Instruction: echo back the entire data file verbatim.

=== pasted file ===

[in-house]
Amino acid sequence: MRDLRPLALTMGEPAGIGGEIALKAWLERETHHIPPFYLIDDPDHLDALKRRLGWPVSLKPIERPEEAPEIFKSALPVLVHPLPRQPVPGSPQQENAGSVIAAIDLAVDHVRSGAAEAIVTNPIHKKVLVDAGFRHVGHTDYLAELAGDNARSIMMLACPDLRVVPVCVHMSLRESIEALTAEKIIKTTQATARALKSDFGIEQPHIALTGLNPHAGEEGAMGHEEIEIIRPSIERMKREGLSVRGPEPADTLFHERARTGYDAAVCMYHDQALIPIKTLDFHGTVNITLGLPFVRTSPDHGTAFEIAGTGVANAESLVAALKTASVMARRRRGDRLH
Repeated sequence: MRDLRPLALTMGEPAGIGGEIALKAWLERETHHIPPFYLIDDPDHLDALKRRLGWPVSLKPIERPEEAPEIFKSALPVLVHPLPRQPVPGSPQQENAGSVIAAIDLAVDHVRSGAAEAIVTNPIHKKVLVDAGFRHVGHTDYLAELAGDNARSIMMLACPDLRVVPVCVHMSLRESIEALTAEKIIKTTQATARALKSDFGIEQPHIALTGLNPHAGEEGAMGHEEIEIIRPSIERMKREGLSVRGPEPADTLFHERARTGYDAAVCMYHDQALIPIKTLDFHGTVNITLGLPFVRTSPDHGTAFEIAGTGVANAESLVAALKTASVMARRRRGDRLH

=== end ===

[in-house]
Amino acid sequence: MRDLRPLALTMGEPAGIGGEIALKAWLERETHHIPPFYLIDDPDHLDALKRRLGWPVSLKPIERPEEAPEIFKSALPVLVHPLPRQPVPGSPQQENAGSVIAAIDLAVDHVRSGAAEAIVTNPIHKKVLVDAGFRHVGHTDYLAELAGDNARSIMMLACPDLRVVPVCVHMSLRESIEALTAEKIIKTTQATARALKSDFGIEQPHIALTGLNPHAGEEGAMGHEEIEIIRPSIERMKREGLSVRGPEPADTLFHERARTGYDAAVCMYHDQALIPIKTLDFHGTVNITLGLPFVRTSPDHGTAFEIAGTGVANAESLVAALKTASVMARRRRGDRLH
Repeated sequence: MRDLRPLALTMGEPAGIGGEIALKAWLERETHHIPPFYLIDDPDHLDALKRRLGWPVSLKPIERPEEAPEIFKSALPVLVHPLPRQPVPGSPQQENAGSVIAAIDLAVDHVRSGAAEAIVTNPIHKKVLVDAGFRHVGHTDYLAELAGDNARSIMMLACPDLRVVPVCVHMSLRESIEALTAEKIIKTTQATARALKSDFGIEQPHIALTGLNPHAGEEGAMGHEEIEIIRPSIERMKREGLSVRGPEPADTLFHERARTGYDAAVCMYHDQALIPIKTLDFHGTVNITLGLPFVRTSPDHGTAFEIAGTGVANAESLVAALKTASVMARRRRGDRLH